I was speaking with a close friend in Hong Kong after grinding my way back home through another rush hour ‘tin of sardines and signal failures’ London Underground journey. I was reminded of the fact that over in Hong Kong preparations for Chinese New Year were underway and that there was an air of expectation. This got me thinking, what can we learn from the Chinese New Year? Also known as the ‘Spring Festival’ it marks the end of winter, that long, dark cold passage of time ushering forth new hope and new prosperity. This bears remarkable resemblance to the economy right now. Politicians would give their right arm for a new leaf to turn over and for shoots of recovery to take root. For many organisations, the last 12 months has resembled a cost cutting exercise. A change in perspective may be what is required to encourage growth and manage risk. This therefore brings me back to the focus of this article – what the Chinese ethos can teach to build sustainable success.

There are three burning questions that spring to mind. What can we learn from Chinese New Year? How can we balance the yin and yang of investment whilst cost cutting to achieve the perfect equilibrium? And finally, what does the Year of the Water Dragon teach us?

Chinese New Year

Chinese New Year is a special moment in the Chinese calendar; it is a time of hope and good fortune. At the time of writing this blog, we can all do with some optimism and luck. There are some parallels with business that we can draw from the key elements to a successful and happy new year. It is tradition that every family cleans the home to sweep out any ill-fortune and make way for incoming luck. Do away with the old and bring in the new. Deciding on how the new organisation will look and act is crucial to maintaining competitive advantage in the upturn. As Sun Tzu said in ‘The Art of War’, ‘The ultimate in disposing one’s troops is to be without ascertainable shape. Then the most penetrating spies cannot pry in nor can the wise lay plans against you.’’ I take from this saying that businesses should adopt a flexible organisation structure so the workforce can adapt and reduce risk.

Amongst traditions such as Reunion Dinner for all the family and Dragon/Lion troupe dances to ward off evil spirits one special tradition stands out. Children receive money through red envelopes – red is used as this colour was thought to scare away the mythical beast ‘the Nian’ which came on the first day of the New Year to eat livestock, crops and even villagers and children. This symbolic passing of wealth can be reflected through organisations re-focusing their reward and benefit offerings. A little effort can go a long way to keep a motivated and content workforce.

Yin/Yang Balance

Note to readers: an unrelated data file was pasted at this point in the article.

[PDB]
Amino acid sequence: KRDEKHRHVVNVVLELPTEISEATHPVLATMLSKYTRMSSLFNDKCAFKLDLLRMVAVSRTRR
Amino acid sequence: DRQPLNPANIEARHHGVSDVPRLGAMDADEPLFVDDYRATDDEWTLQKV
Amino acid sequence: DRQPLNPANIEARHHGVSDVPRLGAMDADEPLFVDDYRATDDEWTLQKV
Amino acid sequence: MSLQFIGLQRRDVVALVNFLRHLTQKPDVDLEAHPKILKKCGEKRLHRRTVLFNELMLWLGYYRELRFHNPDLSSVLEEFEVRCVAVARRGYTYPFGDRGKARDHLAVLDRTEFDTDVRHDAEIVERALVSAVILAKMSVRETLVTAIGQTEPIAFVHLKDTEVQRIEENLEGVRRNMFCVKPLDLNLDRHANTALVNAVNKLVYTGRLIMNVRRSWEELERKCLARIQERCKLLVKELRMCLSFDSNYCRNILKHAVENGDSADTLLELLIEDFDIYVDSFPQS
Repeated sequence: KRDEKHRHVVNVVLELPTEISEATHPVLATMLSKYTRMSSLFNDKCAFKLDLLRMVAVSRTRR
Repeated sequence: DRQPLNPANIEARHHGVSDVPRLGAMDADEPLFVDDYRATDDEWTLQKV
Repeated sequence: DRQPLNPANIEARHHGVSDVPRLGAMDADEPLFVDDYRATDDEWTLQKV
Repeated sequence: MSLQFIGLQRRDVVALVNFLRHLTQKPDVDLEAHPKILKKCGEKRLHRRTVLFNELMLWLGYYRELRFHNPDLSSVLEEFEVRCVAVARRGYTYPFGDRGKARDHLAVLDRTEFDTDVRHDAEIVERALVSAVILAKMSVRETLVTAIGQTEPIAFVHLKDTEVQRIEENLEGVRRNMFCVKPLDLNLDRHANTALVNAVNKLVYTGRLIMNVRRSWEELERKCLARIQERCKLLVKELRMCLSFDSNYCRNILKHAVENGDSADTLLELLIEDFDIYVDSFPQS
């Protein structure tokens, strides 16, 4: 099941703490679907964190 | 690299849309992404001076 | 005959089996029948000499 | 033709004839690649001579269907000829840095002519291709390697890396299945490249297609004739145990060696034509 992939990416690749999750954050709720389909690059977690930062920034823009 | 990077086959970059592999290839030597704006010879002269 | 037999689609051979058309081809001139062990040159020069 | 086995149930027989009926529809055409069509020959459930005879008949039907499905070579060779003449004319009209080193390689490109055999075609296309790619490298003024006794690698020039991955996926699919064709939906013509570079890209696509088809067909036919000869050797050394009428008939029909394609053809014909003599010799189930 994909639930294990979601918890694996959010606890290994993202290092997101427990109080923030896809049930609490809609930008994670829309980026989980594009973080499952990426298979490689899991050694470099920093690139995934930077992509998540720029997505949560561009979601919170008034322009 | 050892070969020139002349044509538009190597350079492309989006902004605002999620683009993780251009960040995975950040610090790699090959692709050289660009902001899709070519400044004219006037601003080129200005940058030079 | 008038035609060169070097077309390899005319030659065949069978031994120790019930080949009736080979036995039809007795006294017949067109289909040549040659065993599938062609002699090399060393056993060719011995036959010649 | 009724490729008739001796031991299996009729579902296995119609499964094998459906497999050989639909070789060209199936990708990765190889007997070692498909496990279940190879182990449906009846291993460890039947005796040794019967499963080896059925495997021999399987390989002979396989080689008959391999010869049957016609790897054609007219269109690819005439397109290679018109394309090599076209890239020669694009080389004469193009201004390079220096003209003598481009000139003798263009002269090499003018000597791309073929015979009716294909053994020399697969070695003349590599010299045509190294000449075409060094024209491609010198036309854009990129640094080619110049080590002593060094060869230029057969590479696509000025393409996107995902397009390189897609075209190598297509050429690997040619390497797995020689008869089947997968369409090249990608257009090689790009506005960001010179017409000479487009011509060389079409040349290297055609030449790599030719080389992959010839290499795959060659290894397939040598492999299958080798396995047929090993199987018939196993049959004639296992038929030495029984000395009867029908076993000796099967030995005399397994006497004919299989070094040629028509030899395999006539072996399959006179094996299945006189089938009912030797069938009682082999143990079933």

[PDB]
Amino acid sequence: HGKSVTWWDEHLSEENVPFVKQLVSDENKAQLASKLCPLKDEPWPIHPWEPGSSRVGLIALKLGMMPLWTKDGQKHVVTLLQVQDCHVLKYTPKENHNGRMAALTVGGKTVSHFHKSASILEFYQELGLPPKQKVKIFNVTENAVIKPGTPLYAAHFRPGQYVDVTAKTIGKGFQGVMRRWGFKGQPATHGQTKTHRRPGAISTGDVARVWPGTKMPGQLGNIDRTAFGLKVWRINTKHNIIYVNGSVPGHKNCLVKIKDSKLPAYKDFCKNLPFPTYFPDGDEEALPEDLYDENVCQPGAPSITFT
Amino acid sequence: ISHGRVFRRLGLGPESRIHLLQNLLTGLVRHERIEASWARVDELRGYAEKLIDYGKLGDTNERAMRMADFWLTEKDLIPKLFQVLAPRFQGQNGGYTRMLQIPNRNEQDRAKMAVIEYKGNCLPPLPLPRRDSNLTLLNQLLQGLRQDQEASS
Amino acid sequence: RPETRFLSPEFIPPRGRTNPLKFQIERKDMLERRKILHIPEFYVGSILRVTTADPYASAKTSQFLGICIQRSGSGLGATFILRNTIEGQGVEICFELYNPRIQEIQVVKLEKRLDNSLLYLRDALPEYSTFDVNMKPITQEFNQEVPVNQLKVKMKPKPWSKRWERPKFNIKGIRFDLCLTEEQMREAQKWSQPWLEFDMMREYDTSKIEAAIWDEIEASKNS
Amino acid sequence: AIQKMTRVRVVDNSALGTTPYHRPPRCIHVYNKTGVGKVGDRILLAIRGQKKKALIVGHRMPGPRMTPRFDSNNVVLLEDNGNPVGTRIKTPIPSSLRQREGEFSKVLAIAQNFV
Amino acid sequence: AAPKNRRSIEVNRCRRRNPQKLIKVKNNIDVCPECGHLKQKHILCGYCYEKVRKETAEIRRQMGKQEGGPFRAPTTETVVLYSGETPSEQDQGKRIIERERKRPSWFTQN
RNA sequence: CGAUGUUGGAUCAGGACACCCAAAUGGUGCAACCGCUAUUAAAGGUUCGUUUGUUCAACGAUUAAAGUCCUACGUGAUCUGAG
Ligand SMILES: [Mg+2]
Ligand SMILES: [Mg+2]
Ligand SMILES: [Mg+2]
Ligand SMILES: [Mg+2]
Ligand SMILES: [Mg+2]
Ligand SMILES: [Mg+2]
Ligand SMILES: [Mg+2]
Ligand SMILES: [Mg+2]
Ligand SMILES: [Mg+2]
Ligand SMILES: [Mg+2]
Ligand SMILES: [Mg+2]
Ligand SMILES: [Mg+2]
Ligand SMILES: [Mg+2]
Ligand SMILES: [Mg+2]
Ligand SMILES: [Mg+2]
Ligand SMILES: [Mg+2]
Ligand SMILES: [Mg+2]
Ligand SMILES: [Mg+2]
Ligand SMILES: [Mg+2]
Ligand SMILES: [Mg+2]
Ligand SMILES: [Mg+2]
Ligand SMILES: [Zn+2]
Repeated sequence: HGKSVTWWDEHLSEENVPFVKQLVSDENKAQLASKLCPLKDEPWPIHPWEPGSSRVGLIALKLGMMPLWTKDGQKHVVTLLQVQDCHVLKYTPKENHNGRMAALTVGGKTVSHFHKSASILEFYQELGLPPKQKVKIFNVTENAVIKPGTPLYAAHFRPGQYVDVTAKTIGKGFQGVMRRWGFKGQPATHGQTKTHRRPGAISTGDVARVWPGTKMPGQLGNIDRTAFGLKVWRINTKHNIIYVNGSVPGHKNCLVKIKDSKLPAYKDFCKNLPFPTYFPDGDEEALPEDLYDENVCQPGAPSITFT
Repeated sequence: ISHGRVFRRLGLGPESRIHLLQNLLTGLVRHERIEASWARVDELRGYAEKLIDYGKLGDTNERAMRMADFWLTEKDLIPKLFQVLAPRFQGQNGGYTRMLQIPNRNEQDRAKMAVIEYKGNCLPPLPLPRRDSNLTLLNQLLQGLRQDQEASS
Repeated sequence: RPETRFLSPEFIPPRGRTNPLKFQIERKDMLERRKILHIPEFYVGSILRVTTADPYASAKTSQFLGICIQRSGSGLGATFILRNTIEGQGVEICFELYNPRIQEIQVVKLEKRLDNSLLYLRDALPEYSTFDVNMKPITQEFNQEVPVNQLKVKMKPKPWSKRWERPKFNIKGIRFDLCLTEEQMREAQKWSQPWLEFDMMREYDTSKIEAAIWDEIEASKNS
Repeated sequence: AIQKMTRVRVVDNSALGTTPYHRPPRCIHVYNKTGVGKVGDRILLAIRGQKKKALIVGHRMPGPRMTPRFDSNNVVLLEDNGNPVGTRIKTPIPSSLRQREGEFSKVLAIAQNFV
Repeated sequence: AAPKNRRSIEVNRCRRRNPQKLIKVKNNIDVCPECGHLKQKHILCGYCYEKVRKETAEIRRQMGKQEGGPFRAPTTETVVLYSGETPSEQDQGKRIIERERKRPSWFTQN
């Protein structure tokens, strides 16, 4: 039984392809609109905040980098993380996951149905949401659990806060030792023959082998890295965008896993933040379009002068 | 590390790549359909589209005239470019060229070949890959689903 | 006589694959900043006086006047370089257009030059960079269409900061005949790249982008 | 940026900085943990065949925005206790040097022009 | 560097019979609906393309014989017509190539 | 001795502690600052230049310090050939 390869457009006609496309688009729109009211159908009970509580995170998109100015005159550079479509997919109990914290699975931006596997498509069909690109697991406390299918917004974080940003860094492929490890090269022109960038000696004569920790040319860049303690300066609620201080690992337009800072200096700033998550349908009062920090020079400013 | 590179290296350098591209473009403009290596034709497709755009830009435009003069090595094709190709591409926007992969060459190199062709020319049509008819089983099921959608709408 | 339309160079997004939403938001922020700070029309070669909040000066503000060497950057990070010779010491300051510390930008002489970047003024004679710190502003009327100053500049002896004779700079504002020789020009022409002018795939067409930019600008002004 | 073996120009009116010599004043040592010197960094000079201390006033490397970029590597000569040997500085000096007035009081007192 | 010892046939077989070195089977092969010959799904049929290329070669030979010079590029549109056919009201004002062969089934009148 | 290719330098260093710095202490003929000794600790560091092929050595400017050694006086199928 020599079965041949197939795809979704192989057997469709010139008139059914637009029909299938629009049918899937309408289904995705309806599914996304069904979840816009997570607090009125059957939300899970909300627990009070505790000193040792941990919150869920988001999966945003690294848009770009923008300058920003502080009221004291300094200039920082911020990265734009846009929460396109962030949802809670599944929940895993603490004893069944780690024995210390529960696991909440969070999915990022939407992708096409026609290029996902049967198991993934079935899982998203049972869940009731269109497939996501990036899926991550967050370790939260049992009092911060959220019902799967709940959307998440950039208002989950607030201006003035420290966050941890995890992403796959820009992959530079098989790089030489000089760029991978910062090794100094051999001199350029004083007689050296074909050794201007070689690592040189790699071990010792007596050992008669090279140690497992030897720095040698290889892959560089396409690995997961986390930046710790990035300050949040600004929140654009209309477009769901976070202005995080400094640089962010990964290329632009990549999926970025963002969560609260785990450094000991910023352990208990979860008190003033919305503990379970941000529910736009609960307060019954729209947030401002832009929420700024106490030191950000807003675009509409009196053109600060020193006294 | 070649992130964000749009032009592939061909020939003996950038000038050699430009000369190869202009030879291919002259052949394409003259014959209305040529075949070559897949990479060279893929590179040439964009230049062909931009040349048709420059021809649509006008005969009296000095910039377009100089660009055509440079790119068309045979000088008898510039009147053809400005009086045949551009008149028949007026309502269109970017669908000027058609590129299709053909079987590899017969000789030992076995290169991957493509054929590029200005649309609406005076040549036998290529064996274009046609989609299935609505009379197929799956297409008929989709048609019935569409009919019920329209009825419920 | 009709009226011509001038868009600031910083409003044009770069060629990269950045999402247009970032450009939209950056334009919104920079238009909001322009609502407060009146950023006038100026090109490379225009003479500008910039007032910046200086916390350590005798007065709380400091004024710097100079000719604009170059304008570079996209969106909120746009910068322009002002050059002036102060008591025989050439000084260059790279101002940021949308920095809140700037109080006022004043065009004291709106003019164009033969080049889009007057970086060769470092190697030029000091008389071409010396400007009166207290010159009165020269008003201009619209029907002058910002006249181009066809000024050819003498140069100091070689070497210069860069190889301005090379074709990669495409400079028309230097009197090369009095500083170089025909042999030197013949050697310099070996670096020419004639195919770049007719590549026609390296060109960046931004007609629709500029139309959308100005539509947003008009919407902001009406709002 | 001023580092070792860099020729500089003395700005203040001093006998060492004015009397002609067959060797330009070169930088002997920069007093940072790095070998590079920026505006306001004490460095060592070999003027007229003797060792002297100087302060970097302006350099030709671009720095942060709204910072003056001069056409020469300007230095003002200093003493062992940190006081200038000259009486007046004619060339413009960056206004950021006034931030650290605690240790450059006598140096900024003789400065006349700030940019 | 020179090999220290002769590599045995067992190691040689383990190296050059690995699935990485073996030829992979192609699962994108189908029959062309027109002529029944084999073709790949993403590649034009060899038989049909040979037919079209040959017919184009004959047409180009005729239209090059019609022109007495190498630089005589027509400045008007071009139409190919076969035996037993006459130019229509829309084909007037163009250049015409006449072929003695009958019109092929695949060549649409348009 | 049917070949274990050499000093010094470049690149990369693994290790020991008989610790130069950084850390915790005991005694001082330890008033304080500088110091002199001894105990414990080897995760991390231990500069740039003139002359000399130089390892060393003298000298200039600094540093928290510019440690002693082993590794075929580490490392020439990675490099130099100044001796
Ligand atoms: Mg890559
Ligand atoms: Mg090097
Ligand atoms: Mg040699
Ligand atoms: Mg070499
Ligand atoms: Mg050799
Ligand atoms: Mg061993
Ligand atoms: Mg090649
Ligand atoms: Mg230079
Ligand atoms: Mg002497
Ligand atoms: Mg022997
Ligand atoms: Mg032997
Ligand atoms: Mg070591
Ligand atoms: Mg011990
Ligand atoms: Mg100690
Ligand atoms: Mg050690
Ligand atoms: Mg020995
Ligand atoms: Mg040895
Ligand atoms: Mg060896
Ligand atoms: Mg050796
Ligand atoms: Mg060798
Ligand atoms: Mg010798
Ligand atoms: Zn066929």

Achieving success in life is about achieving the right balance; the right balance of decision making, the right balance of investment, or just the right balance of chi – energy flow to you and me. Too much of one puts the other out of line. Another quote from ‘The Art of War’ to me sums up how to achieve balance rather nicely, ‘Management of many is the same as management of few. It is a matter of organisation.’ Achieving organisational balance is treating the workforce on a personal level. My favourite example of this is when coaching the Head of Operations of one of the largest UK mailing centres he told me that he made it his mission to find out something personal about everyone who worked for him and use this information to build up a common vision of his workforce – the centre was incidentally (or not so incidentally) one of the top 5 best performing in the country.

Year of the Water Dragon

2012 is the year of the dragon. Each symbol, such as the Dragon, has specific characteristics and these are tempered or enflamed by the associated elements of water, earth, wind or fire – this year it is water. The Water Dragon is able to be patient, step back and re-evaluate a situation in order to make smart decisions. The current global depression has highlighted the need to review. Those organisations that are cutting back on their workforce to weather the downturn should take note of the Water Dragon’s approach. Take a considered view – less firefighting and more picking your moment to take action. Water Dragons are also known for dealing in a straightforward way, meeting people eye-to-eye and can be trusted.  Taking a transparent and consultative view will earn the trust of the workforce regardless of the decisions being made and will certainly lead to a stronger culture for the future.

So what have I learned? To save the organisational damsel in distress,1) Focus on bringing the team together, and hold on to your talent 2) Achieve the right balance and flexibility in your business by taking individual and business needs into account when making tough decisions 3) Be patient and transparent to make smart workforce decisions in your business.

As is traditional to greet the New Year I wish you 2 auspicious thoughts to take with you and apply to your organisation:

一本萬利Yīběnwànlì: “May a small investment bring ten-thousandfold profits


吉慶有餘Jíqìngyǒuyú – “May your happiness be without limit”